Diet and Alzheimer's Disease: What the Evidence Shows

Martha Clare Morris, ScD

In This Article

Dietary Recommendations for Patients

Physicians who may want to recommend dietary habits to their patients should take heed that the best evidence for nutritional prevention of Alzheimer's disease is through foods rather than vitamin supplements. Many of the foods that are good sources of vitamin E are also rich in n-3 fatty acids and unhydrogenated, unsaturated fats -- the dietary components with the most convincing evidence of neuroprotection to date. Among these foods are oil-based salad dressings, nuts, seeds, fish, mayonnaise, and eggs. Patients should limit their intake of foods that are high in saturated and transunsaturated fats, such as red meats, butter, ice cream, commercially baked products, and some margarines that contain partially hydrogenated oils.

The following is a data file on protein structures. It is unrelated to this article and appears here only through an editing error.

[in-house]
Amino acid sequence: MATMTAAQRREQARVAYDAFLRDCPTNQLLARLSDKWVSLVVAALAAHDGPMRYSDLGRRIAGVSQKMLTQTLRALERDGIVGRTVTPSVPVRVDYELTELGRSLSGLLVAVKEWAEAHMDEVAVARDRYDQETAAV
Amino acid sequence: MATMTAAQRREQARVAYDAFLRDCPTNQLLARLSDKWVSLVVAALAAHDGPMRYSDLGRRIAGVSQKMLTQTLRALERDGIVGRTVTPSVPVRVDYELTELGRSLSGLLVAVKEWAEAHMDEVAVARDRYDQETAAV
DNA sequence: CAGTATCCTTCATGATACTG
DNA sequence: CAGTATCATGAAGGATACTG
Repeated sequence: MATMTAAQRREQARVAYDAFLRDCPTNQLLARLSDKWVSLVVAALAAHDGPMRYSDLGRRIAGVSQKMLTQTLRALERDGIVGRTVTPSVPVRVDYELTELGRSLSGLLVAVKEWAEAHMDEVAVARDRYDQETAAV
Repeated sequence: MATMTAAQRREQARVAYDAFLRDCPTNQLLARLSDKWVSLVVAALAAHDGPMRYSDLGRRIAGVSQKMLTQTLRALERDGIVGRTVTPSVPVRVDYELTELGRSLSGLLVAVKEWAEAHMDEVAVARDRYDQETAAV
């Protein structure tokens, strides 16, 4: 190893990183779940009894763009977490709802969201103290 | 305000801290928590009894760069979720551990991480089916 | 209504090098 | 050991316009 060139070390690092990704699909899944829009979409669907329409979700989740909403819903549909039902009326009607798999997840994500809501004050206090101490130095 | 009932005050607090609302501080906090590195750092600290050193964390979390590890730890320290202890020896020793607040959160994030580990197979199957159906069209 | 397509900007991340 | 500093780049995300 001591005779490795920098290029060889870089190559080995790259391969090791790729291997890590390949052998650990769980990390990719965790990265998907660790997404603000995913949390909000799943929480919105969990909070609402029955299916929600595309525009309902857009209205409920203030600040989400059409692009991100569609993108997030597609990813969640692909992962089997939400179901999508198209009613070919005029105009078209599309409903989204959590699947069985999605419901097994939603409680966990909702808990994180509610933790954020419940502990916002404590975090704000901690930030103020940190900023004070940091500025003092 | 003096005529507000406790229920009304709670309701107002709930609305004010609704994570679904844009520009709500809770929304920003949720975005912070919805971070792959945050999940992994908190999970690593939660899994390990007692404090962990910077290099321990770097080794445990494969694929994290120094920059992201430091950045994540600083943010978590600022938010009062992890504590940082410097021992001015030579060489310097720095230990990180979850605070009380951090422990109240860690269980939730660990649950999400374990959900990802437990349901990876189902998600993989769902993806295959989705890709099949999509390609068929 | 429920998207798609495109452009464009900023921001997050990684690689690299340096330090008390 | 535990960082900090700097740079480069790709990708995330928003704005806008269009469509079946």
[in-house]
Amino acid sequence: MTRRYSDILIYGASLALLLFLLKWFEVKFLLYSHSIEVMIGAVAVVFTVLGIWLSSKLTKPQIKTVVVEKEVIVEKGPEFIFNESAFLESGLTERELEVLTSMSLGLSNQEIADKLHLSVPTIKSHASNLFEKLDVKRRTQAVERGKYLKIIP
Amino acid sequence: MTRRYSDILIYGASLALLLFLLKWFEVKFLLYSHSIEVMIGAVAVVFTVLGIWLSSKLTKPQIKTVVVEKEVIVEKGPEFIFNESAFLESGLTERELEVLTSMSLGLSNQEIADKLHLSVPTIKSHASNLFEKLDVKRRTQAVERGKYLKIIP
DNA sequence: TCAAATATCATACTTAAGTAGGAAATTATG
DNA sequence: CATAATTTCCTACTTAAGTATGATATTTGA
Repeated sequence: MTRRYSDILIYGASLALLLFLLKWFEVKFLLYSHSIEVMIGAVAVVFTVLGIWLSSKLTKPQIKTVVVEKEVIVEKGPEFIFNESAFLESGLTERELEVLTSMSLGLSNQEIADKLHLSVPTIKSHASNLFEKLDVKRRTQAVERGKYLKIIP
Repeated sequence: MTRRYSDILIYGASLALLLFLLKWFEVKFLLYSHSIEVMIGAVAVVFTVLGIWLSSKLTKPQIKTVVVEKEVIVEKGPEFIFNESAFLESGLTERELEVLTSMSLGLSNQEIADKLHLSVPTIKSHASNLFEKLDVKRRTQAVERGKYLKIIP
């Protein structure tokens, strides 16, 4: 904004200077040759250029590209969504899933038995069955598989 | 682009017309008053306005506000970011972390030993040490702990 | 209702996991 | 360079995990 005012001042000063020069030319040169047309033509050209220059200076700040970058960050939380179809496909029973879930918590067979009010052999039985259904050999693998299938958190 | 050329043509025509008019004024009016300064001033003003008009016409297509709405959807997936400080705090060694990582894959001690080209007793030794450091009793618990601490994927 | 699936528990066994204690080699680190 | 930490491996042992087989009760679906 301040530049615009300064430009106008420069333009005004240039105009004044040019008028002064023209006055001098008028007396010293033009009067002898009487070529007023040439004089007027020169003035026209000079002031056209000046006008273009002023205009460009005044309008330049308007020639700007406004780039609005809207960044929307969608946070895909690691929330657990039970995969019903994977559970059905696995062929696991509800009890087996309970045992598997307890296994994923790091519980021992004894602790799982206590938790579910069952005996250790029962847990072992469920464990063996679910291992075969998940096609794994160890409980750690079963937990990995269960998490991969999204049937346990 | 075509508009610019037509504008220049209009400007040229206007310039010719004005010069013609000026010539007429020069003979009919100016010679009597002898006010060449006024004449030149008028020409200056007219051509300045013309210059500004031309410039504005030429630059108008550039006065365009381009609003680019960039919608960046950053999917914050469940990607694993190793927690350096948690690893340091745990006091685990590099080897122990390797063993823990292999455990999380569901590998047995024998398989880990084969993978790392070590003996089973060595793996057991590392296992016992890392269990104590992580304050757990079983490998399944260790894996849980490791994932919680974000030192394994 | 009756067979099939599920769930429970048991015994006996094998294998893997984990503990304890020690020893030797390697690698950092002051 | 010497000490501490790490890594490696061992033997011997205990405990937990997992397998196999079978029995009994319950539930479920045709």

Comments on Medscape are moderated and should be professional in tone and on topic. You must declare any conflicts of interest related to your comments and responses. Please see our Commenting Guide for further information. We reserve the right to remove posts at our sole discretion.